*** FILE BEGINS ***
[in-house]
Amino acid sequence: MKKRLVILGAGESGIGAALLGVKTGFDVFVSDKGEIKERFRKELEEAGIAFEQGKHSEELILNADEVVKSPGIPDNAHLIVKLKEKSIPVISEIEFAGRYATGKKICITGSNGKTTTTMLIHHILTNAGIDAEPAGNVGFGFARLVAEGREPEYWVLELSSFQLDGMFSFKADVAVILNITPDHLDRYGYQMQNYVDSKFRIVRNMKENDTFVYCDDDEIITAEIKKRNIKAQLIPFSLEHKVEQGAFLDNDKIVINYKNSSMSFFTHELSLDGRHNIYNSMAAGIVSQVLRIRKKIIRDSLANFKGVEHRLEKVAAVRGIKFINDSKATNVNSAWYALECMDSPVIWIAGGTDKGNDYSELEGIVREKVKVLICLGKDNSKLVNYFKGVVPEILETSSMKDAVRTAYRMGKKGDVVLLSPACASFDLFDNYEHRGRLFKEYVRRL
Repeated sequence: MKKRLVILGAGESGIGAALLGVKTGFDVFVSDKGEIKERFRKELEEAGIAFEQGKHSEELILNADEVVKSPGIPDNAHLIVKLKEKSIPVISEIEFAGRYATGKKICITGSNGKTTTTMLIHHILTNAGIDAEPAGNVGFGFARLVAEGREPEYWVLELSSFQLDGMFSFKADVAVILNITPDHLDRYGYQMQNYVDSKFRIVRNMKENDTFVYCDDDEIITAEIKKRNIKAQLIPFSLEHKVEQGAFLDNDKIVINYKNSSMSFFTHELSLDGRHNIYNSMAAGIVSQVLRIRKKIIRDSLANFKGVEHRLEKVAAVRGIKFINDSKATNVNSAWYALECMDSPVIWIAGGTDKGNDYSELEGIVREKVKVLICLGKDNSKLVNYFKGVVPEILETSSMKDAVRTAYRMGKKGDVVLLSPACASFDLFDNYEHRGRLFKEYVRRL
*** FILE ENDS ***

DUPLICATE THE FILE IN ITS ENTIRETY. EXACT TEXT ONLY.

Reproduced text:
[in-house]
Amino acid sequence: MKKRLVILGAGESGIGAALLGVKTGFDVFVSDKGEIKERFRKELEEAGIAFEQGKHSEELILNADEVVKSPGIPDNAHLIVKLKEKSIPVISEIEFAGRYATGKKICITGSNGKTTTTMLIHHILTNAGIDAEPAGNVGFGFARLVAEGREPEYWVLELSSFQLDGMFSFKADVAVILNITPDHLDRYGYQMQNYVDSKFRIVRNMKENDTFVYCDDDEIITAEIKKRNIKAQLIPFSLEHKVEQGAFLDNDKIVINYKNSSMSFFTHELSLDGRHNIYNSMAAGIVSQVLRIRKKIIRDSLANFKGVEHRLEKVAAVRGIKFINDSKATNVNSAWYALECMDSPVIWIAGGTDKGNDYSELEGIVREKVKVLICLGKDNSKLVNYFKGVVPEILETSSMKDAVRTAYRMGKKGDVVLLSPACASFDLFDNYEHRGRLFKEYVRRL
Repeated sequence: MKKRLVILGAGESGIGAALLGVKTGFDVFVSDKGEIKERFRKELEEAGIAFEQGKHSEELILNADEVVKSPGIPDNAHLIVKLKEKSIPVISEIEFAGRYATGKKICITGSNGKTTTTMLIHHILTNAGIDAEPAGNVGFGFARLVAEGREPEYWVLELSSFQLDGMFSFKADVAVILNITPDHLDRYGYQMQNYVDSKFRIVRNMKENDTFVYCDDDEIITAEIKKRNIKAQLIPFSLEHKVEQGAFLDNDKIVINYKNSSMSFFTHELSLDGRHNIYNSMAAGIVSQVLRIRKKIIRDSLANFKGVEHRLEKVAAVRGIKFINDSKATNVNSAWYALECMDSPVIWIAGGTDKGNDYSELEGIVREKVKVLICLGKDNSKLVNYFKGVVPEILETSSMKDAVRTAYRMGKKGDVVLLSPACASFDLFDNYEHRGRLFKEYVRRL